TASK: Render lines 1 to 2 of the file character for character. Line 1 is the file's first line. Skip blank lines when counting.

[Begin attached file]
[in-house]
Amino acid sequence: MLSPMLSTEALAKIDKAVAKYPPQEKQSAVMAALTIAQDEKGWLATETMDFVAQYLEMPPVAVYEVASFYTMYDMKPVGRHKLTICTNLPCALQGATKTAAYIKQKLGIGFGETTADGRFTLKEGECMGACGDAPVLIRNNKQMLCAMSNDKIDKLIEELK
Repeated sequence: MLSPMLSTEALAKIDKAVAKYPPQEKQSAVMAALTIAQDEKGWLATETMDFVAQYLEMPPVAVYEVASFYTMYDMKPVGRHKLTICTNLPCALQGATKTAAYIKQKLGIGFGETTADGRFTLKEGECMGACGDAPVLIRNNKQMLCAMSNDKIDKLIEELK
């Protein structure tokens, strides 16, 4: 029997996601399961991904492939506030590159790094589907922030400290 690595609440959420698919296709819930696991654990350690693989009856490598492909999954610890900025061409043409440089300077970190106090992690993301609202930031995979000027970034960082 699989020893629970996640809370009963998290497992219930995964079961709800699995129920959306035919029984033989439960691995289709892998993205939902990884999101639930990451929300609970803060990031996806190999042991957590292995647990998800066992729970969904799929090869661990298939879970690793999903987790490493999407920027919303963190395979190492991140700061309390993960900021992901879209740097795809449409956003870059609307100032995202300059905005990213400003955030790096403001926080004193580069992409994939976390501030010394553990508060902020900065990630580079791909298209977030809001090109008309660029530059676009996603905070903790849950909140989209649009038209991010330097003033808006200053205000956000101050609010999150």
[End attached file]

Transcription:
[in-house]
Amino acid sequence: MLSPMLSTEALAKIDKAVAKYPPQEKQSAVMAALTIAQDEKGWLATETMDFVAQYLEMPPVAVYEVASFYTMYDMKPVGRHKLTICTNLPCALQGATKTAAYIKQKLGIGFGETTADGRFTLKEGECMGACGDAPVLIRNNKQMLCAMSNDKIDKLIEELK